In a few days, local gardeners will enjoy the aroma of food made with fresh herbs, before it satisfies the taste buds.
The Sampson County Extension Master Gardener Volunteers is hosting its “Cooking with Herbs” class from 10 a.m. to noon Saturday, April 8, at the Sampson County Cooperative Extension, 55 Agriculture Place, Clinton. A second class will be held from 1 to 3 p.m. The purpose of the workshop is to teach participants how to cook using herbs, which can be used as a substitute for salt.
Mary Burke-Bass,president of the Master Gardener Volunteers, is looking forward to the event, which is a first for the local organization.During the hands-on session, participants will help prepare and cook food. Later, they will have the opportunity to enjoy a full course meal.
“It’s basically giving you the benefits of using herbs,” Burke-Bass said. “Instead of using salt, you can use herbs to season your food good.”
The herbs will come from plants grown inside the greenhouse at the Extension Center. Some of them include basil, cilantro, oregano and parsley. Seeds were planted in winter and maintained in the greenhouse.
According to Extension Agent Sydney Johnson, herbs are an alternative to sodium, which is found in salt. It’s often found in canned and processed foods. Eating less salt may reduce the risk of blood pressure and other chronic diseases.
Burke-Bass also appreciates the alternative to sodium. When it comes to growing herbs, many gardeners believe the fresh approach is better than buying seasoning from the store.
“You know where it comes from,” Burke-Bass said while advocating for gardening. “When you go to the store and buy them, they may come from (another country) or something.”
She compared the difference of the freshness to different vegetables and fruits that may sit for awhile.
“It’s just like having corn,” Burke-Bass pointed out. “It’s not going to taste as sweet as corn that was just picked.”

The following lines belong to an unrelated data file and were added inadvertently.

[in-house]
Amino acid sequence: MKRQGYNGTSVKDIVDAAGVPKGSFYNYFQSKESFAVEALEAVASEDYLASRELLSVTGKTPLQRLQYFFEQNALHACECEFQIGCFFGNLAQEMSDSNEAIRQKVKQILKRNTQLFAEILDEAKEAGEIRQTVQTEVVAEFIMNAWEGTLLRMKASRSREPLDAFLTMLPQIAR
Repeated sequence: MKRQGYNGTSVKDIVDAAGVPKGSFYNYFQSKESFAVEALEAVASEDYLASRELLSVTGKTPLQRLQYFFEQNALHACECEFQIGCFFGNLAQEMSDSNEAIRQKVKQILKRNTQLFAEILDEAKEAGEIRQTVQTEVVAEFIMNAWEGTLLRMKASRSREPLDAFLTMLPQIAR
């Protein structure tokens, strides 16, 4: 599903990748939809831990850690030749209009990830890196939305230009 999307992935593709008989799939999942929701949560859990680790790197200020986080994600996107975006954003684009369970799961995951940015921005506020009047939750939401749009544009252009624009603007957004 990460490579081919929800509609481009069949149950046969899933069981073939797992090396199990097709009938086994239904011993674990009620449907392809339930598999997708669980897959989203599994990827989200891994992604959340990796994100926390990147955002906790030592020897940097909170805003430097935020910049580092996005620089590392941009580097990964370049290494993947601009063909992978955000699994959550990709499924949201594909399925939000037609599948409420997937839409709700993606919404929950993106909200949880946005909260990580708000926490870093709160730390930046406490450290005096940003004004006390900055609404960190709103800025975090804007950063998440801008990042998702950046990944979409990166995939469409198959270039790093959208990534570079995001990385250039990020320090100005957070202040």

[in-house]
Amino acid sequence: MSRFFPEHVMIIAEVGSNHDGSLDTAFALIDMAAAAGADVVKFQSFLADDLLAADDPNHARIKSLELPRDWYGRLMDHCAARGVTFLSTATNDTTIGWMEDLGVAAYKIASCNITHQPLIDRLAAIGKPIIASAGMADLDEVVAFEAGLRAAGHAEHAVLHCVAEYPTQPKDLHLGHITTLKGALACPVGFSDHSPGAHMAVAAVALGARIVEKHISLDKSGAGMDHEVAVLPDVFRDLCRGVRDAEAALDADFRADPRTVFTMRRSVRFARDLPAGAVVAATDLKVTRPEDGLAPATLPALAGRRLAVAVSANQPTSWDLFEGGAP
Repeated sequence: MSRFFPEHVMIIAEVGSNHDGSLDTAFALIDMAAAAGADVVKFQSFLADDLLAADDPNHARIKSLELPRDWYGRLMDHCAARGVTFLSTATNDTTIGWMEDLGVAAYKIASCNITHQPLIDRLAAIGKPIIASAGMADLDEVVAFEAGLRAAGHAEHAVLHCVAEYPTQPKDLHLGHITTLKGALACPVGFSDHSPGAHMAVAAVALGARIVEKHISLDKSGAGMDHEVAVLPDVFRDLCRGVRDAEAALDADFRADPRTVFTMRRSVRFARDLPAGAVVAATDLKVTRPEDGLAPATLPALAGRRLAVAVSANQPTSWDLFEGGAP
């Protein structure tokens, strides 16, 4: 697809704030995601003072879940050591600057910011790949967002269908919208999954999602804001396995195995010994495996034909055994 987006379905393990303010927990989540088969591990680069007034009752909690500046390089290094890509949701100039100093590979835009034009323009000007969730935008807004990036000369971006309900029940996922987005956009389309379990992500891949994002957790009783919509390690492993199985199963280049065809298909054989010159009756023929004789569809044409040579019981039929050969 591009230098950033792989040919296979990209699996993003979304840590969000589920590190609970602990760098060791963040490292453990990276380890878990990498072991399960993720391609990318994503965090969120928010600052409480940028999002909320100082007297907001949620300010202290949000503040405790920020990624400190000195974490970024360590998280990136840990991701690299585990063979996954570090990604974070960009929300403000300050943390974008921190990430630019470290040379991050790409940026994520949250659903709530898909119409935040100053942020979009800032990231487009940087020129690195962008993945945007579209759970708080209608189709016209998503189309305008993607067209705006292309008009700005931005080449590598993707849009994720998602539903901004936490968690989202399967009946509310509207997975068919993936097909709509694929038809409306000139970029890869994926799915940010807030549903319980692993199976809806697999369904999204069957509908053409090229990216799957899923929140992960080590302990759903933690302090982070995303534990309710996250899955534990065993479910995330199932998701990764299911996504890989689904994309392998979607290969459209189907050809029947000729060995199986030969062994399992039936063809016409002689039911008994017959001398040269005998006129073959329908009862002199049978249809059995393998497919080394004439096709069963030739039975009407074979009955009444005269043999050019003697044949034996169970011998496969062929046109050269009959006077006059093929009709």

The Master Gardener Volunteers will provide that education to attendees on Saturday. In addition to the cooking class, the Master Gardener Volunteers will host an “Art in the Park” event. The event will have unique pieces of art on display for viewers. One example is a colorful Mardi Gras bicycle.
“It’s something that will let the public know that they can do anything with the junk they have,” Burke-Bass said. “They took the pieces they have at home and created something out of it.”
During the day, the organization plans to sell homegrown 3-gallon azaleas, geraniums and superbells. The members will also teach attendees about fairy gardens.
“I hope we have a really good turnout for the Art in the Park event too,” she said.
The registration fee is $15 and class size is limited. For more information, contact the Sampson County Cooperative Extension Office at 910-592-7161, 910-214-1963 or visit the organization’s website at https://sampson.ces.ncsu.edu/
The Extension Master Gardener Volunteers program provide research-based information on gardens, lawns and landscapes. It began at Washington State University in 1972 as a way to offer gardening advice. Years later, the idea came to North Carolina and now the program is available in 90 counties across the state and includes more than 4,500 volunteers.
With the help of extension agents, volunteers complete training programs, examinations and complete internships.